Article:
October 23, 2010

Happy Birthday, Sonny Criss!

Out Of NowhereSaxophonist William “Sonny” Criss was born on this date in 1927 in Memphis. His family moved to Los Angeles when he was 15 and he remained there for much of his life. This may partly explain why, despite his obvious abilities, Criss never achieved due recognition - most West Coast musicians at the time usually made the trek to New York City in search of fame and fortune. But he was also an introspective man who didn’t toot his own horn except on the bandstand. Fellow saxophone player Teddy Edwards once said of Criss that he was like “a closet full of coats with the shoes underneath.”
     One of his earliest gigs was with Howard McGhee’s band, which also featured Charlie Parker. While clearly influenced by Parker, he was not merely a disciple as has sometimes been said. Criss had his own crisp, bluesy tone and was particularly strong on ballads and slow melodies. His playing is a mix of the sweetness of a Johnny Hodges with the urgency of a Charlie Parker. Criss cut his teeth with Al Killian, Hampton Hawes, Wardell Gray, and others on the Los Angeles Central Avenue scene. He moved from band to band, appearing on a few jam session recordings for Norman Granz and on sessions led by Johnny Otis and Billy Eckstine.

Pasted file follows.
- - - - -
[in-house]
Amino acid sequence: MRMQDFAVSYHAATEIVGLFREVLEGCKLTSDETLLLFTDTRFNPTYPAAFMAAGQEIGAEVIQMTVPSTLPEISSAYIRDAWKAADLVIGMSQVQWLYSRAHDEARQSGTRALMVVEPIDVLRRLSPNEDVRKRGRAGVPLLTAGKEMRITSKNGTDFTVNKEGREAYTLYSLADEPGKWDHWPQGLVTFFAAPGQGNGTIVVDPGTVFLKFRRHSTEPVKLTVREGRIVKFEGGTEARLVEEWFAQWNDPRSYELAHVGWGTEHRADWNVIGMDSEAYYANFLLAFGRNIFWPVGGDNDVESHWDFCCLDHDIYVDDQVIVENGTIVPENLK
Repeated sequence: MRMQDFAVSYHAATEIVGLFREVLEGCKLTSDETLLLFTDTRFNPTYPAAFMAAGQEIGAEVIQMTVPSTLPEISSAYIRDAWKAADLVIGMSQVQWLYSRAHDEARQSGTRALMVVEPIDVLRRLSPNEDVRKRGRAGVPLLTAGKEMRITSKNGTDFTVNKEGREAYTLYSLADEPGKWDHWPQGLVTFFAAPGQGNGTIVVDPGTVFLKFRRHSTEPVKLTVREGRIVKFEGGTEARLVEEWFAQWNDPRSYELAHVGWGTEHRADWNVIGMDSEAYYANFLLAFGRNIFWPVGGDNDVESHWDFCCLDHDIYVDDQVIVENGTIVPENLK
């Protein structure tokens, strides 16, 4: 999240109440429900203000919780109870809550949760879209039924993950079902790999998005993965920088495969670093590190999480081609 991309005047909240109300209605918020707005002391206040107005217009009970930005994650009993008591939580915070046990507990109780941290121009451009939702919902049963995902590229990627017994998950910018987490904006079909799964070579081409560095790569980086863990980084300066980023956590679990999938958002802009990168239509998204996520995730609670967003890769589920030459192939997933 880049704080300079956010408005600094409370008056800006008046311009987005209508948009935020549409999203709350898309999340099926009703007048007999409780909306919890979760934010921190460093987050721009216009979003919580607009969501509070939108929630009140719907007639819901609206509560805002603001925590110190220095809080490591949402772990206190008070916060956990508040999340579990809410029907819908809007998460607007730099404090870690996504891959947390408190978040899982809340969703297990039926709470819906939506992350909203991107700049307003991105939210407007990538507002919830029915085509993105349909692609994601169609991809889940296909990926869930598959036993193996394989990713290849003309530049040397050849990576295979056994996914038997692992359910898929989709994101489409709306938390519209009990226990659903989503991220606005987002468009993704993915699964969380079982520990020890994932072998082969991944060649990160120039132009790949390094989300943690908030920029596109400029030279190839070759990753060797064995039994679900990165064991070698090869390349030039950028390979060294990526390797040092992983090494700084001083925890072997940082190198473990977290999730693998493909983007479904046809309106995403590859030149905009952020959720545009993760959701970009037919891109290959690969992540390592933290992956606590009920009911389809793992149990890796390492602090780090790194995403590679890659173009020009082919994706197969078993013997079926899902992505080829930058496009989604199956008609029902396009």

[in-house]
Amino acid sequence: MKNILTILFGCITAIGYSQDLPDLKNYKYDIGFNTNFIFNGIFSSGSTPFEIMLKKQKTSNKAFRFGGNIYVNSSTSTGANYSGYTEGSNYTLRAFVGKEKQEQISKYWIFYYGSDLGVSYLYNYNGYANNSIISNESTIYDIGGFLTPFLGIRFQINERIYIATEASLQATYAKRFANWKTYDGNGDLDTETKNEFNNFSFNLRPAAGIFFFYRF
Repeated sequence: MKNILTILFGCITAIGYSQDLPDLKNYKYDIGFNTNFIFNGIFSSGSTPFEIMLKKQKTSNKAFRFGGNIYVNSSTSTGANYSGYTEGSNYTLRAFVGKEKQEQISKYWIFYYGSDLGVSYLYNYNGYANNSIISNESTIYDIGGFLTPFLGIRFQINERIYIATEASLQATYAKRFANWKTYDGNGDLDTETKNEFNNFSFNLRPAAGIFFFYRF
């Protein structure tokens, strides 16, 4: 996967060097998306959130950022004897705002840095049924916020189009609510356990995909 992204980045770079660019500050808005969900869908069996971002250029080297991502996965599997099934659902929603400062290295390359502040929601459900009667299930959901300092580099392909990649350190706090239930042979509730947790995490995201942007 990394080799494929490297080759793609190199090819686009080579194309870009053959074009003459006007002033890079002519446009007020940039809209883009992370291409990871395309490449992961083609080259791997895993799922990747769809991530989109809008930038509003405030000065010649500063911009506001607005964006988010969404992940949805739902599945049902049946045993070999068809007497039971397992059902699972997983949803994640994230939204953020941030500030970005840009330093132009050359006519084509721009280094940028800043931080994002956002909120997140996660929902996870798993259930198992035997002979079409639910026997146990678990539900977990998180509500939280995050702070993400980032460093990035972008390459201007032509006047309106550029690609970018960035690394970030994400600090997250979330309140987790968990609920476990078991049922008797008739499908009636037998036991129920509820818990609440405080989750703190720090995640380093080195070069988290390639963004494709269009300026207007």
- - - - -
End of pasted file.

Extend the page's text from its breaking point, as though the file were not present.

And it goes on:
In 1956, he made several recordings with Imperial Records, including Criss Cross and Sonny Criss Plays Cole Porter. He moved to Paris for a while, where he recorded the engaging Mr. Blues Pour Flirter, Vols. 1 and 2 (1963), among others. In the late 1960s, he made a number of fine albums, mostly in the hard bop tradition, for Prestige, including This is Criss and Sonny's Dream, which started to bring him a little more notice - he won the Down Beat award for “Talent Deserving of Wider Recognition” in 1968 (which sounds like a pretty thankless award if you ask me).
     On November 19, 1977, Criss committed suicide. He was still playing in top form and getting more widely heard at the time, so the reason for this was a mystery. Finally, more than a decade after Criss’s death, his mother, Lucy, revealed that he had been suffering with stomach cancer. I have lately been listening to his 1975 album, Out of Nowhere, where he is ably accompanied by the wonderfully named Dolo Coker on piano, and Criss’s playing is as full of emotion and inventiveness as ever. I guess, because of his tightly packed suitcase of a personality (to continue the clothing-related metaphors), Criss simply let his music do the talking for him, and perhaps that’s the way it should be.

1 comment:

  1. Was Sonny Criss ever married? Maybe not. I heard he was living with his mother at his late
    40's. BTW, where are his saxophones? Are they in the museum? I am so curious..... KTKIM from
    Pohang, S. Korea.